Handy Git Commands

A few git commands I often find myself reaching for.

Reset Against Merge Base

Removes commits not present in the target branch (merge base), leaving the changes in the working directory where they can then be committed in a branch new commit. Basically a naive way to squash commits.

mergeBase="origin/BRANCH" git reset $(git merge-base "$mergeBase" $(git branch --show-current))

List Conflicts

When working in a monorepo rebasing while there are merge conflicts can at times result in very noisy output. No doubt there are many different ways to extract this information, but here is what I've landed on.

git diff --name-only --diff-filter=U

Delete Ignores Files and Directories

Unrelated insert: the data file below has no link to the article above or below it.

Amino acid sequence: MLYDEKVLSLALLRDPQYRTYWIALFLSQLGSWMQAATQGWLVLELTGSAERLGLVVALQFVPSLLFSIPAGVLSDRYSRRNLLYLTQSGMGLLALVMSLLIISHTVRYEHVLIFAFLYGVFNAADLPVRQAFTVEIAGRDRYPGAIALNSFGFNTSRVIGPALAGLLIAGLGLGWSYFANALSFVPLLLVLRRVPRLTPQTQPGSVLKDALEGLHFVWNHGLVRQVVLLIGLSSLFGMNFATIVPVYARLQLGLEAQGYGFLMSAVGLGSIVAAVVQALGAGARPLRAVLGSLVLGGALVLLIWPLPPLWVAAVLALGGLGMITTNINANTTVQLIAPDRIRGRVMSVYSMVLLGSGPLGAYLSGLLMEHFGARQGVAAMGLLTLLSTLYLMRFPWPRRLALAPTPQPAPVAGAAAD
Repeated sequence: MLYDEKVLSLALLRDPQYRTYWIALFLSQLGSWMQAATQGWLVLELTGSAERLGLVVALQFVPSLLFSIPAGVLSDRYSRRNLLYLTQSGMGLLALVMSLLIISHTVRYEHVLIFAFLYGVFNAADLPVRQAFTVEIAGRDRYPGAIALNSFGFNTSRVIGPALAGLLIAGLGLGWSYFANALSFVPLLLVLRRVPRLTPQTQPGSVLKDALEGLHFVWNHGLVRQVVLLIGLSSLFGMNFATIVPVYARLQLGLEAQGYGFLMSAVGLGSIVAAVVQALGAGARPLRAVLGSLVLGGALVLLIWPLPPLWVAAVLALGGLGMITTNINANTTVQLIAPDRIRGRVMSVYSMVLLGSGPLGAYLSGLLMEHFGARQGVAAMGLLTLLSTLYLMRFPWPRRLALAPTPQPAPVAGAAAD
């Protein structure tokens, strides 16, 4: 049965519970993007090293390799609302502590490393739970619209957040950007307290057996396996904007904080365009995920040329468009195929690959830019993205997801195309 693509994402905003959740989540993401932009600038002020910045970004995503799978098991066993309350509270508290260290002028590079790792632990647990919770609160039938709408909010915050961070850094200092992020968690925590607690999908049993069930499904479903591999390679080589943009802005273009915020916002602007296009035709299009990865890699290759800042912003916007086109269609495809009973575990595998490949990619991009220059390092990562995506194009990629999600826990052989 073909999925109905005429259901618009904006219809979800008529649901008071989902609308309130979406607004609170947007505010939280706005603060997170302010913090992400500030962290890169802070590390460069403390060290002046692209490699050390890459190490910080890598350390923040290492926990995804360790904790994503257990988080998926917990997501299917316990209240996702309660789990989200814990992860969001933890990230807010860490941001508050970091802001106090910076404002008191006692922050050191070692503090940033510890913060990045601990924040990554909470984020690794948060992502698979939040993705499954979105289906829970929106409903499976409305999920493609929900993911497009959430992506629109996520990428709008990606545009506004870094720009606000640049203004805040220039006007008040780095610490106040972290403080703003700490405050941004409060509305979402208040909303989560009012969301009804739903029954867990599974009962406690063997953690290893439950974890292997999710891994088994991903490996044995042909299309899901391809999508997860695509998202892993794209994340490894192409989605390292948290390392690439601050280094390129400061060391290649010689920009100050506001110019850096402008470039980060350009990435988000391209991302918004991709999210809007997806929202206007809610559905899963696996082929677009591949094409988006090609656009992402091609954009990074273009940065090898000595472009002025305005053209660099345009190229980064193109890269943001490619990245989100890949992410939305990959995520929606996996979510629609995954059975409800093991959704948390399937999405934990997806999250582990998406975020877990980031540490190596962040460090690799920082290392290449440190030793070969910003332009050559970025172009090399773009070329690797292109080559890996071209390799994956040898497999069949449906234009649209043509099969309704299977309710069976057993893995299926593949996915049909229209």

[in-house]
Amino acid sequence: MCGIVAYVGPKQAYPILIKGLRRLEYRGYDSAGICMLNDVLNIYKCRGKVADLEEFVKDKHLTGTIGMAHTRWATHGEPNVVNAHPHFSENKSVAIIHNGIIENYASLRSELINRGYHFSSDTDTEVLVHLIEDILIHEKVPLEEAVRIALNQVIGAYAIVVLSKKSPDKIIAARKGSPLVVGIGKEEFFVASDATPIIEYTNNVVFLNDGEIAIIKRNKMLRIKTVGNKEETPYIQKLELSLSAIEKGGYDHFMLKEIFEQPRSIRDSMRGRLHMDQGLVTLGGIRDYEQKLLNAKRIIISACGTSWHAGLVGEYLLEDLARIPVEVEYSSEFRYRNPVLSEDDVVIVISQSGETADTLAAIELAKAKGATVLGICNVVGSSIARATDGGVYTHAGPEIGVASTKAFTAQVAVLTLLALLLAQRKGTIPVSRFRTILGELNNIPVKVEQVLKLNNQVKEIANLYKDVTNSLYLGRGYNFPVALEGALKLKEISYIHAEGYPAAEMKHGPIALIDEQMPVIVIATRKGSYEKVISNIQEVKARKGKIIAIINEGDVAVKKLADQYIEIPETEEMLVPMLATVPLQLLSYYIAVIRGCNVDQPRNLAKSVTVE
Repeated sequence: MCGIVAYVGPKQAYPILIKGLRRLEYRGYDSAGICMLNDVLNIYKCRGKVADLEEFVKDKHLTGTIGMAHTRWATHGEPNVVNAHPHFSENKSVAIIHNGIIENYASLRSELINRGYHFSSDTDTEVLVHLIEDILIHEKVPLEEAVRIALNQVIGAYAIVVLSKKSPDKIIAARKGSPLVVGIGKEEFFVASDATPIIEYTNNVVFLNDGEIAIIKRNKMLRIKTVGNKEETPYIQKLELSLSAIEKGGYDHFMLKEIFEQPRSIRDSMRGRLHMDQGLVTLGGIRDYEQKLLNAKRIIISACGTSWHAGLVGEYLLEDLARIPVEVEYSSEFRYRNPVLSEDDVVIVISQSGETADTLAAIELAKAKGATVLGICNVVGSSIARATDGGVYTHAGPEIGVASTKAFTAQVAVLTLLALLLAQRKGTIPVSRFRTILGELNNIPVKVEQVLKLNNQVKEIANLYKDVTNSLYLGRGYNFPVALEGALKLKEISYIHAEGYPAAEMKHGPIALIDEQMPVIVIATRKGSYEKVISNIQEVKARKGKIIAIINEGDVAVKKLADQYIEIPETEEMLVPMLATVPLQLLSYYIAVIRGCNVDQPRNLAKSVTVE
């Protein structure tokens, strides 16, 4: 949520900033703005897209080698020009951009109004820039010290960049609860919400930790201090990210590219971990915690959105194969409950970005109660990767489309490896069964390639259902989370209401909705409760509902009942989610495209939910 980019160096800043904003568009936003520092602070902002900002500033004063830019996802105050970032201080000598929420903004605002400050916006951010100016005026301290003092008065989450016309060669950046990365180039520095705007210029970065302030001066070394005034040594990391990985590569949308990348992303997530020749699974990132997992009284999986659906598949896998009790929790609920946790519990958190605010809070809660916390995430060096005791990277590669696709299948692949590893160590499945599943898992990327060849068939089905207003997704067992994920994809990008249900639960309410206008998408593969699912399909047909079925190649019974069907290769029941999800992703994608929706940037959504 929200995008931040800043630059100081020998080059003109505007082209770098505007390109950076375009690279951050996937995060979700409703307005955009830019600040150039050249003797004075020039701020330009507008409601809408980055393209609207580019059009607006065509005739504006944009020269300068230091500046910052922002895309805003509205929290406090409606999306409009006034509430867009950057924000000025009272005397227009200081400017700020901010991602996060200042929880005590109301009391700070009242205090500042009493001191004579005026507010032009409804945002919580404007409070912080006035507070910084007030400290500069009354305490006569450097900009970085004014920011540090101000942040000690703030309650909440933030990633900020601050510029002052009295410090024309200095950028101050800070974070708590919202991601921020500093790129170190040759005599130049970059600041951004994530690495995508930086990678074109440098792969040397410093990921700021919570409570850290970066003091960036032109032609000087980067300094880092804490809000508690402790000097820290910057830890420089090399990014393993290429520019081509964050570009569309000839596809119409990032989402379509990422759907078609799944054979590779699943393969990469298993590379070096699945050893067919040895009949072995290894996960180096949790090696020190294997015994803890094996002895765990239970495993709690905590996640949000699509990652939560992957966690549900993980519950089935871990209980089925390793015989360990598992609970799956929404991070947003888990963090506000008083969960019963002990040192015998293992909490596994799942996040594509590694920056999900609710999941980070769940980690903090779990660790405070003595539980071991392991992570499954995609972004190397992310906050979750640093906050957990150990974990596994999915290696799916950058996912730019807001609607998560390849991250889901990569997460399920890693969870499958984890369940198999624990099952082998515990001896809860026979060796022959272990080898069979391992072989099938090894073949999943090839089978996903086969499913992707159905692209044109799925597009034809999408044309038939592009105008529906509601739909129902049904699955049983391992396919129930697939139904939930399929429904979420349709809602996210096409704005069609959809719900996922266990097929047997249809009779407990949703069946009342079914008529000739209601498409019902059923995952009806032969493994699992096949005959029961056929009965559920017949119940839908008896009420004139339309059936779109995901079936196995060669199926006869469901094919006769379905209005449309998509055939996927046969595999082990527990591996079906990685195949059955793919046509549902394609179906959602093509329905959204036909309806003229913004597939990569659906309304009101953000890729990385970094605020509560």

Take care to backup any configuration customisations you've made beforehand. Depending on the repo, you may also need to go through first time setup again.

Note that -i (for interactive mode) is included, and recommended unless you need automation (e.g. for CI environments).

git clean -d -i -X

Delete Untracked and Ignored

Like above, but untracked changes will be expunged as well.

git clean -d -i -x

Create Patch From Current Changes

git format-patch -1 $(git stash create)
# Without a/ b/ prefixes
git format-patch --no-prefix -1 $(git stash create)

Apply Patch

Credit to and (CC BY-SA 4.0), I did not RTFM.

Get stats

git apply --stat ___patch___
# Without a/ b/ prefixes
git apply --stat -p0 ___patch___

Check errors

git apply --check ___patch___
# Without a/ b/ prefixes
git apply --check -p0 ___patch___

Apply and commit

git am --keep-cr --signoff < ___patch___ 
# Without a/ b/ prefixes
git am --keep-cr --signoff -p0 < ___patch___ 
Jordan Mele

Jordan Mele

Site owner